Māori ward referendum 'an expense we don't need' – Masterton mayor

8:06 pm on 5 April 2024
A hīkoi in Martinborough was held in 2021 to campaign for Māori wards in South Wairarapa.

A hīkoi in Martinborough was held in 2021 to campaign for Māori wards in South Wairarapa. Photo: MARCUS ANSELM / LOCAL DEMOCRACY REPORTING

Masterton's mayor says holding a referendum for an already established Māori ward is an expense "we don't need" for an issue that has already been debated.

Masterton and South Wairarapa District Council will need to hold binding referendums on Māori Wards, following a central government directive.

On Thursday, local government Minister Simeon Brown announced the government would introduce a Bill in the coming months that would "restore the ability for communities to petition their councils to hold binding polls on Māori ward decisions".

"This will include holding binding polls on wards that were established without the ability for local referendums to take place."

Masterton Mayor Gary Caffell said the government demanding a referendum was "an expense we don't need for an issue that has already been debated and agreed at the council table".

"I believe our decision to create a Māori Ward was the right one for our district and has been a positive addition to Masterton District Council and the communities we represent," he said.

"We have certainly had no indication from our community that it is not."

The decision to establish a Māori Ward in Masterton was made mid-2021 and enabled it to go ahead for the 2022 and 2025 elections.

Marama Tuuta was elected unopposed as the first representative in the ward.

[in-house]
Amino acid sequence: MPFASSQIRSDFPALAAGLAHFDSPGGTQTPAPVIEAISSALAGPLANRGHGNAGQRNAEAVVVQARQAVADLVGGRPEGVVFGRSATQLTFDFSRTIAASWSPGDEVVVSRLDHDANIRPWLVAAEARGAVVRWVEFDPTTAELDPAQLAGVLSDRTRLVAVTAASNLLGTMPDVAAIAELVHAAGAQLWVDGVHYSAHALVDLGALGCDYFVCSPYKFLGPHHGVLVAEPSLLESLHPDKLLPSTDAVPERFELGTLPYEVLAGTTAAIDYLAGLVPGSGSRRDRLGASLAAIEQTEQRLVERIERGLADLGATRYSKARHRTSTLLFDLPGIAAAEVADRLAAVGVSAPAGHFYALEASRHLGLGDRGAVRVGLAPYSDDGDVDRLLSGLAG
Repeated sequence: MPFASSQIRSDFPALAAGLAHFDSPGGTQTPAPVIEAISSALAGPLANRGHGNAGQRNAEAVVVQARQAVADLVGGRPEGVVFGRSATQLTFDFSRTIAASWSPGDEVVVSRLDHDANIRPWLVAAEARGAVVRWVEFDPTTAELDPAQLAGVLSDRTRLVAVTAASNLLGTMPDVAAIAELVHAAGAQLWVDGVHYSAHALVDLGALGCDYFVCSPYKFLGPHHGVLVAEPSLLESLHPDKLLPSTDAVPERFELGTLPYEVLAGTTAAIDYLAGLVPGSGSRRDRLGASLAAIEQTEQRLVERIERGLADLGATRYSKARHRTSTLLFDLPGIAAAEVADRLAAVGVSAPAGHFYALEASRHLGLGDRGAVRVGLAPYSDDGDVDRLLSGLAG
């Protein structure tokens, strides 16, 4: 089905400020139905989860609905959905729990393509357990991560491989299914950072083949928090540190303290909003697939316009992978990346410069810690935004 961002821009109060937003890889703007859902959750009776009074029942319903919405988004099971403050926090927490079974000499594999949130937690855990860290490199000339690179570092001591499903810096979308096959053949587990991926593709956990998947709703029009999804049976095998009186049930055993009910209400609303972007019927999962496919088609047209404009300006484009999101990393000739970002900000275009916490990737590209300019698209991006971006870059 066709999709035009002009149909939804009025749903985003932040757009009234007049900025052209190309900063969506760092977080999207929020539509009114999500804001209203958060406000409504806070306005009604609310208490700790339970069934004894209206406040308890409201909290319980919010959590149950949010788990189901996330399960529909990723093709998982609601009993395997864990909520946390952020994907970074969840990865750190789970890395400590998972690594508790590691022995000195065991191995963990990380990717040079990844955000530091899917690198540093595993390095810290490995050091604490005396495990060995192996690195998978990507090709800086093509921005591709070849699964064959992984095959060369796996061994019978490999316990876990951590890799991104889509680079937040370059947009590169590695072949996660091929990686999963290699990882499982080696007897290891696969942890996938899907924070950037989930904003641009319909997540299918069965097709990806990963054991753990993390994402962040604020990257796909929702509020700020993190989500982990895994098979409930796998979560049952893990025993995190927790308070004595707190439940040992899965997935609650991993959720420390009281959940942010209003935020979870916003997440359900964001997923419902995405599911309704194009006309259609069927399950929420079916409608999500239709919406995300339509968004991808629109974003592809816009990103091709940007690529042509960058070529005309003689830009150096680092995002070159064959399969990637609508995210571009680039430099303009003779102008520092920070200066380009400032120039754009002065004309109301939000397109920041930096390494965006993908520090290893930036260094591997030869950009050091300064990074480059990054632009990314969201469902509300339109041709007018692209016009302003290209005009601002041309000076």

Carterton District Council, which voted last year not to establish a Māori ward, would not be impacted by the government change.

South Wairarapa District Council [SWDC] voted last year to establish a Māori Ward for the 2025 and 2028 elections.

Brown said affected councils would be required to hold a poll alongside the 2025 elections.

"The results of these polls will be binding on councils and will take effect for the local government term beginning October 2028."

Brown was approached for further comment to confirm the impact this would have on Wairarapa councils.

SWDC said it could not make comment on what this meant for the district until it received official guidance from central government.

The council is currently in the middle of a representation review which must be done at least once every six years.

The first step of the review was deciding whether it would establish a Māori Ward.

Councillors voted 7-3 last year to establish one.

The review must consider the number of elected members, the boundaries and names of each ward, how many wards there are, the number of members that will represent each Ward, and community boards and the number of elected members on them.

Binding referendums are not required to establish any other ward.

Carterton District Council is also in the middle of its representation review.

Masterton's last review was in 2021.

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